Tuesday, June 28, 2011

Volunteering at agility trials...from a dog's perspective!

Lots of dog agility blogging folks are writing today about volunteering at trials, so I wanted to get 'in on the action,' and give you a dog's perspective of humans volunteering at agility trials.

When Mum first adopted me and I was just starting to train in agility, she would take me to every single agility trial in the area so both of us could get used to this wild and wacky environment of agility we both love and enjoy.

While we were there she would walk me around, do a little training with me, send me over the practice jump; and she spent a lot of the time volunteering to help run the trial. It was a super great way for both of us to learn more about agility, meet all the people and dogs that would become our long time friends, and have a great day.

Her very first volunteer job was gating a Masters level ring at a local USDAA trial...talk about trial by fire! She found out that around where we used to live they called that position 'gate b*tch,' Well, that surprised Mum so much she had to ask why...BOL!

When we started trialing, Mum volunteered a lot of the time between my runs, and working/playing with me. She wanted me to learn to chill out between my runs, and I did that pretty well. Even though, I spend most of my time looking for her out there while she's volunteering.

She's done a lot of the types of volunteer jobs available, except the desk jobs. She has her favorite jobs (like most folks) and ones she definitely won't do anymore (they wouldn't want her to do them anyway, she's not good at them, BOL!). Her favorite jobs are building courses and gating. Most people don't get why she likes those jobs, but she does!

I'll never forget, one time at a local USDAA trial during the 4th of July weekend years back, the Masters Ring Steward's (I think that's what you call them) dog got freaked out from the fireworks and escaped from her yard. The next morning Mum took over her duties since she had to find her dog. Mum hadn't ever done that kind of work before. Heck I was still in Starters I think?

But it turned out to be a great day! Our friend's dog was found, and Mum had a lot of fun running the ring, even amid Gracie escaping from her crate that very hot day. We got to meet some great folks that ran Masters level, see some awesome runs and even got tips to help me win my Advanced Snooker course that day!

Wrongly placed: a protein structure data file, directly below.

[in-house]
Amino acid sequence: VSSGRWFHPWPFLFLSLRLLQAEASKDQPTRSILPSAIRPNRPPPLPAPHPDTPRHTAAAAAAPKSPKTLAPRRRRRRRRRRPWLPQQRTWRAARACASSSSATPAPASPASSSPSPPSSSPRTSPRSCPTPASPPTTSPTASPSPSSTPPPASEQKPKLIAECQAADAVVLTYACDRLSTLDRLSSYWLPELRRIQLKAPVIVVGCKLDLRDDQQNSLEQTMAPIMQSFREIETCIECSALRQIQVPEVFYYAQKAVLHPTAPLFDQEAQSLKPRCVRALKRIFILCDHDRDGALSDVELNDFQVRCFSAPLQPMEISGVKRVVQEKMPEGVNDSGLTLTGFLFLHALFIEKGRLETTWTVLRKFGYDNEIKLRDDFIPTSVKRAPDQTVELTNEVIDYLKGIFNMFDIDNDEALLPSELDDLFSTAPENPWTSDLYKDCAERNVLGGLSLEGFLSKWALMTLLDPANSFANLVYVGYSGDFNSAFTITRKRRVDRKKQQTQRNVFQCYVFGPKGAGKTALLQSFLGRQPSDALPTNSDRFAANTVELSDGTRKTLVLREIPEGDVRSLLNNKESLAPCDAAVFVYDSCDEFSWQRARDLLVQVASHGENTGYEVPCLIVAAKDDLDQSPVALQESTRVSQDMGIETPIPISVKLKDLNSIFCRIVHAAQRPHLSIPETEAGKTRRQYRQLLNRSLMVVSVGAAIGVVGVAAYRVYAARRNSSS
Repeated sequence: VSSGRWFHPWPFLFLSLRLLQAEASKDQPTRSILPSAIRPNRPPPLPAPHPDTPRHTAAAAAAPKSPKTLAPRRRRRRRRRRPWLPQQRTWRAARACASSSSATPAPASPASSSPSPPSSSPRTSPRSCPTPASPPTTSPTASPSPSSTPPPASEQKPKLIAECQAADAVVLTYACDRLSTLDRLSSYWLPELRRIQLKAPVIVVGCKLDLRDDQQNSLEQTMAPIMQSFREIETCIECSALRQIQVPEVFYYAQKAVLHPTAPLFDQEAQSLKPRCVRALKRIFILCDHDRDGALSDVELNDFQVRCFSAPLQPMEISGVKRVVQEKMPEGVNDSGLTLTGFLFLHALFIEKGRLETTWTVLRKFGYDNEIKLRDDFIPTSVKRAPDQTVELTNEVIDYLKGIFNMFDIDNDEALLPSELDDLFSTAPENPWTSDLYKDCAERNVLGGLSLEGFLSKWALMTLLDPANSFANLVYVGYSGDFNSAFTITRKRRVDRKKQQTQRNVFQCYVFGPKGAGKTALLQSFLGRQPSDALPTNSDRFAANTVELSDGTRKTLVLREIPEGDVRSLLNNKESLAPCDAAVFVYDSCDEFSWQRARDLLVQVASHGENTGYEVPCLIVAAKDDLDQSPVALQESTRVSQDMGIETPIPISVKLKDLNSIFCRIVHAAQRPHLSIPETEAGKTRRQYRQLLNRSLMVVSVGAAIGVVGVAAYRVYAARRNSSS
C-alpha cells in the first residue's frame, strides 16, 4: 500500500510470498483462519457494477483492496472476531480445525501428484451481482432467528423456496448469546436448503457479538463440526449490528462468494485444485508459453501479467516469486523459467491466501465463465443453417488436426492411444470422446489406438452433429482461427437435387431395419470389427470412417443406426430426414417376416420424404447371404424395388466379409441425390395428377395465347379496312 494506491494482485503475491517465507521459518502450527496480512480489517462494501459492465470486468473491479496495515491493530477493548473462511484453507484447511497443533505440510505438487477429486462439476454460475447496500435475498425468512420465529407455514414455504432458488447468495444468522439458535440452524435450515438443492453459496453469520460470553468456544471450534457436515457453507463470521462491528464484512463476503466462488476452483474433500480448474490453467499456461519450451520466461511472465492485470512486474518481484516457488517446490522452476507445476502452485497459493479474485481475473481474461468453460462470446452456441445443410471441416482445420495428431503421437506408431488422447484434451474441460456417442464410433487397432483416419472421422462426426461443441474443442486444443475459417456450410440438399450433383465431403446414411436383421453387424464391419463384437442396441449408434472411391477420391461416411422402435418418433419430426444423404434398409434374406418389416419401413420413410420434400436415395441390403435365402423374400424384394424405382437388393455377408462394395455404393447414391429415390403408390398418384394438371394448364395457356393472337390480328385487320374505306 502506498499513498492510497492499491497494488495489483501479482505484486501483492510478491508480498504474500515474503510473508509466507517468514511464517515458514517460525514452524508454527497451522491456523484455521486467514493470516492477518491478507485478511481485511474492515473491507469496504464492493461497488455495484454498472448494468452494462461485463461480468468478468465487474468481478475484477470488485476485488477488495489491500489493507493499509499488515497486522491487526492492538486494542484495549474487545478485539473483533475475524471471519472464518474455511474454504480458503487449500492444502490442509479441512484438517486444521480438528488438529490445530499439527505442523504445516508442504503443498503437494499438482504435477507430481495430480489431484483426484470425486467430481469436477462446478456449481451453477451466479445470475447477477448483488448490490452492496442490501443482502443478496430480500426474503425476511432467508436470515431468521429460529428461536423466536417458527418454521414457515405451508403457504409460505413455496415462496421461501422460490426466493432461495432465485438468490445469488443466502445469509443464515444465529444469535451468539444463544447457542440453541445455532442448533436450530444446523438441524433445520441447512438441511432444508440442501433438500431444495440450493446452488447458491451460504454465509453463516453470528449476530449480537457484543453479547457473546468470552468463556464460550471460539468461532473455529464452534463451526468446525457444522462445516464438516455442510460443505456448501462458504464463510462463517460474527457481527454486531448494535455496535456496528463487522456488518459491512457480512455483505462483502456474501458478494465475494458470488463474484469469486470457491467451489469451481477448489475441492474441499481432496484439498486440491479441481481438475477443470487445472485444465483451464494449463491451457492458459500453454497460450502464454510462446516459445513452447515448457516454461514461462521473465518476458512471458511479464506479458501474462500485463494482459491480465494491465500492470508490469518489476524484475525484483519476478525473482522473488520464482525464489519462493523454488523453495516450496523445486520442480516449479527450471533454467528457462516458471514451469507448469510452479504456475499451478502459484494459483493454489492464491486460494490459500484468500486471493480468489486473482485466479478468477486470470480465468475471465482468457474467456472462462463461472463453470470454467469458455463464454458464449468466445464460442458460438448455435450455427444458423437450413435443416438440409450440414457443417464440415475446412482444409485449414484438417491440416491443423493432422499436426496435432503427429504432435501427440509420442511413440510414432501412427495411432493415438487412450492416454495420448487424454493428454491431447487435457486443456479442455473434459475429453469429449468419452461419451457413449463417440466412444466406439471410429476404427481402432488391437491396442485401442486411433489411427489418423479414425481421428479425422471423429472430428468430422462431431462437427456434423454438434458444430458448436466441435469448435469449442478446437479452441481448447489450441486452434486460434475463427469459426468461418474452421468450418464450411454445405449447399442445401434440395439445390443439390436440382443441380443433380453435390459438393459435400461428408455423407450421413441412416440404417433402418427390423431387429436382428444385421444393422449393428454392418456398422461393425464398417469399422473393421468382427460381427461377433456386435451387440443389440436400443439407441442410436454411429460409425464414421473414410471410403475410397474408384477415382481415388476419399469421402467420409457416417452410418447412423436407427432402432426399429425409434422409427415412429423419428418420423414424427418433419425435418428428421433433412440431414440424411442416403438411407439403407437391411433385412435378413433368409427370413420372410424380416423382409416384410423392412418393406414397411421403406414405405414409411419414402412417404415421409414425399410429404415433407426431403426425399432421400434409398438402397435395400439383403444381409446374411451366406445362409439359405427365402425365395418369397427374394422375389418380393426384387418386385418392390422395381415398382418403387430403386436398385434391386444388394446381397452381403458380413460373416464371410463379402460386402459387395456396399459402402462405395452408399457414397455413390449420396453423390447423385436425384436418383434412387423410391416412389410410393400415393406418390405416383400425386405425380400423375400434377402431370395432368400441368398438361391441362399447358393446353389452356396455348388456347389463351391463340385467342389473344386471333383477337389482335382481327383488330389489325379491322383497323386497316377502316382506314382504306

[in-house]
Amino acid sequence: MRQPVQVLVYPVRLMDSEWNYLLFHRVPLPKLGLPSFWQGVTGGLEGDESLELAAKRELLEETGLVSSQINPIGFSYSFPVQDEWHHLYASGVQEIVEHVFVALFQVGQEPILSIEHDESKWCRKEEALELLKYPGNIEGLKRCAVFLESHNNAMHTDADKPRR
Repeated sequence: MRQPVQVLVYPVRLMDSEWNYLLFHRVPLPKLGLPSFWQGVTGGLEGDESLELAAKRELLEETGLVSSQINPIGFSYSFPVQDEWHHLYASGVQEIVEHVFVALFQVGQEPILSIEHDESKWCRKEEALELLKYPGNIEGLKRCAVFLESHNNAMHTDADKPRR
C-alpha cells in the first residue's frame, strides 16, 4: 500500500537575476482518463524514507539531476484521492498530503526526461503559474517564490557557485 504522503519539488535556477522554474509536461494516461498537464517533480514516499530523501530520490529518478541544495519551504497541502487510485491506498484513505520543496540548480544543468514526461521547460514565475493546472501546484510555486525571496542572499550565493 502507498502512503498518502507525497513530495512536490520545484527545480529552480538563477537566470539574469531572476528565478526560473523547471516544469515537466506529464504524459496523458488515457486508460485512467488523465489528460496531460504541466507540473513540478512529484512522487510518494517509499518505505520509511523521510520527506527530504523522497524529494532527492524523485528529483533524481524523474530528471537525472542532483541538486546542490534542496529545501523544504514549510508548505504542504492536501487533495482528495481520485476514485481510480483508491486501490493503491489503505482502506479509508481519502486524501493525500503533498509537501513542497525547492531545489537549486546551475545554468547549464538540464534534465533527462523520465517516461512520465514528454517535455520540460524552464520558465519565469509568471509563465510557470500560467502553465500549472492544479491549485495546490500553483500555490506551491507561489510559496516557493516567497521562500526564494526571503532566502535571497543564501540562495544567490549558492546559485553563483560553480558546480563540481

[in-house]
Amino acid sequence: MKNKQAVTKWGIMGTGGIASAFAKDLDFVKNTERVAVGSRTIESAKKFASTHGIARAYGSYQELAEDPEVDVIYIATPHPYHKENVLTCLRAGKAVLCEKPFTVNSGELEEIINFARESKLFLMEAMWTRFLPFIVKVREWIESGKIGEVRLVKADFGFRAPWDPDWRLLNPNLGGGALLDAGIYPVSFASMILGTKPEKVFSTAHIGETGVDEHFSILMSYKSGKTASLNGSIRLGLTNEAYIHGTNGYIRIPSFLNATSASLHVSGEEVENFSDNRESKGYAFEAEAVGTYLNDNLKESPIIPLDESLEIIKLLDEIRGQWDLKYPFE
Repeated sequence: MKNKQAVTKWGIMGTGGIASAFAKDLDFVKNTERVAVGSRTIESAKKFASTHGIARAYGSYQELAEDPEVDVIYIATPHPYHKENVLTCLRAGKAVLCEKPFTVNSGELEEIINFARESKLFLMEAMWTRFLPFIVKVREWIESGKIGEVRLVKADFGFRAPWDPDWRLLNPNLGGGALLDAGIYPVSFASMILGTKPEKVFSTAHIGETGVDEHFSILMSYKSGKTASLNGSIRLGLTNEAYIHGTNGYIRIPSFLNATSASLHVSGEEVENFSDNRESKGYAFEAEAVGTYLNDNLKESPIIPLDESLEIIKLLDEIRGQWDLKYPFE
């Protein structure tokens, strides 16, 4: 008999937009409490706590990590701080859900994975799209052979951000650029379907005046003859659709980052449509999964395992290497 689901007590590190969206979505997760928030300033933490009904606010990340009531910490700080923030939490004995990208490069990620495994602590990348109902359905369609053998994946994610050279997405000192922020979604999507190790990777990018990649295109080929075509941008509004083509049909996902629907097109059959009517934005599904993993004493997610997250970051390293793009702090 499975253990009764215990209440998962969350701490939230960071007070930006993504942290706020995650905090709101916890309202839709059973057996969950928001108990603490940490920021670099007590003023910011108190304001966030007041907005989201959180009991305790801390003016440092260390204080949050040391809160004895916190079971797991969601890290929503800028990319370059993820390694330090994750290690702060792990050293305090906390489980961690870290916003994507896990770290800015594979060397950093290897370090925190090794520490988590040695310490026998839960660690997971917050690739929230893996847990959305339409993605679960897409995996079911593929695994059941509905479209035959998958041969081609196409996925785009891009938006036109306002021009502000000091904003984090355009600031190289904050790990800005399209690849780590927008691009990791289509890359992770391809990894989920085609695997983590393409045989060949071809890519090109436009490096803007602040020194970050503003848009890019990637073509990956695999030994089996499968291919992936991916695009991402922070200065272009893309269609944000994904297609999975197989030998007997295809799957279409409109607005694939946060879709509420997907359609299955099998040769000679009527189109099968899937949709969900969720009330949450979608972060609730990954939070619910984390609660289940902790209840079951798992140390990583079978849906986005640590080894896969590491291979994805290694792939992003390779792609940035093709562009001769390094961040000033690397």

Once Gracie came into our lives, Mum cut back on her volunteering at trials. Gracie needs Mum to help her get used to being at a trial and in that type of stressful environment. So Mum and I spend a lot of time working with Gracie and helping her enjoy her day. It's really helped Gracie a lot.

I also don't like Mum to work too much at trials, I like her to spend time with me!!! Heck that's what we're there for right? To have fun together?

But Mum and I both know it's important for her to pitch in when she can, build some courses throughout the weekend, do some gating; because we believes it's important to give back to the community and event that we all enjoy so much! And many of the trials just couldn't happen without help from volunteers.

So I try to be understanding...well most of the time that is! I know Mum likes to socialize with humans now and then too, BOL!

(This post contains are some photos of me and Gracie at trials over the years, spending a little time with Mum, and waiting for our next run :)


  1. Good point of view from the dogs' eyes. I do have to remind myself to go spend time with my dogs at the trial. Their big bonuses are usually first thing in the morning and at the end of the day when I get the frisbee out. I don't always play as much with them at home.

  2. Great to hear from the dog's perspective! I especially liked how your Mum got into agility by first going to trials to watch, way before ever competing! What an awesome way for both you and Mum to get a sense of what a trial is like. I also think you make a good point when you talk about Gracie coming into the picture. It is important to remember that some dogs, like Gracie, need more support from their human to feel relaxed and safe in a hectic trial setting. I think people need to be respectful of all of the choices we make (like your Mum spending more time with Gracie when she needed it) but also remember that agility trials wouldn't happen with out volunteers!


Thanks for barking in!

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